Decoding Amyotrophic Lateral Sclerosis: A Systems Biology Approach
Jay Lombard, DO
Root Cause Medicine Practice, Valley Cottage, NY, USA
Michael Hamper, MBs
Charles E. Schmidt College of Medicine, Florida Atlantic University, Boca Raton, FL, USA


ALS; Infectious; Autophagy; TBI; Neurodegeneration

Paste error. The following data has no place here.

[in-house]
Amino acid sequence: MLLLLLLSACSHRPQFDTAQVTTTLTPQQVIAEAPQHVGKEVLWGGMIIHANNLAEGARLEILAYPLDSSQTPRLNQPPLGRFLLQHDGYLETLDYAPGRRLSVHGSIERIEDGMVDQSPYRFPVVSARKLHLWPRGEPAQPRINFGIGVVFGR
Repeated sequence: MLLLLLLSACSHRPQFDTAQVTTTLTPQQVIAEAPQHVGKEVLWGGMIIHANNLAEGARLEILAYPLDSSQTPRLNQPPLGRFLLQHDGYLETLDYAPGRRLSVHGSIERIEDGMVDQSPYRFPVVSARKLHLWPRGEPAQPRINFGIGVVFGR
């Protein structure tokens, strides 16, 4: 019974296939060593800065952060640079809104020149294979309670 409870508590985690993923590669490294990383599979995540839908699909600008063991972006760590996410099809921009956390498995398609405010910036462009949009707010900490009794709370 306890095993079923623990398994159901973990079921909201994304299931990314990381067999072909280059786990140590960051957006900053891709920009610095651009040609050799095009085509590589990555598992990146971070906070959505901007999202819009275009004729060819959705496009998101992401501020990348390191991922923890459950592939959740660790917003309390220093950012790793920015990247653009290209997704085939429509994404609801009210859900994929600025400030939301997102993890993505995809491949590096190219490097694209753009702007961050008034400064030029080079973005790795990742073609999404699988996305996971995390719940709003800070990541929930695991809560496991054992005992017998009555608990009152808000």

Amyotrophic lateral sclerosis (ALS) is a neurodegenerative disorder characterized by the loss of upper and lower motor neurons in the motor cortex, brain stem, and the anterior horn of the spinal cord. The majority of ALS cases are classified as sporadic (sALS). There is a growing concern regarding the increased incidence in the number of sporadic ALS cases across the world, projected to increase by almost 70% in the next two decades. The etiology of sporadic ALS is currently unknown; however, epidemiological studies point to possible exposure of environmental triggers, including trauma and infections as risk factors for the development of motor neuron pathology. On a pathological basis, protein misfolding with the accumulation of cytoplasmic inclusions of TDP-43 are regarded as the hallmark feature of ALS pathogenesis. The cellular mechanisms that lead to protein aggregation are not completely understood, but appear to involve defects in autophagy, an intracellular autodigestive process that degrades misfolded proteins like TDP-43. This review will be split into two portions: (1) discuss the evidence regarding how various environmental risk factors, such as infections agents and physical trauma, can lead to neuropathological changes by disrupting autophagy in ALS; (2) discuss potential treatment options in the management of each environmental factor previously discussed.



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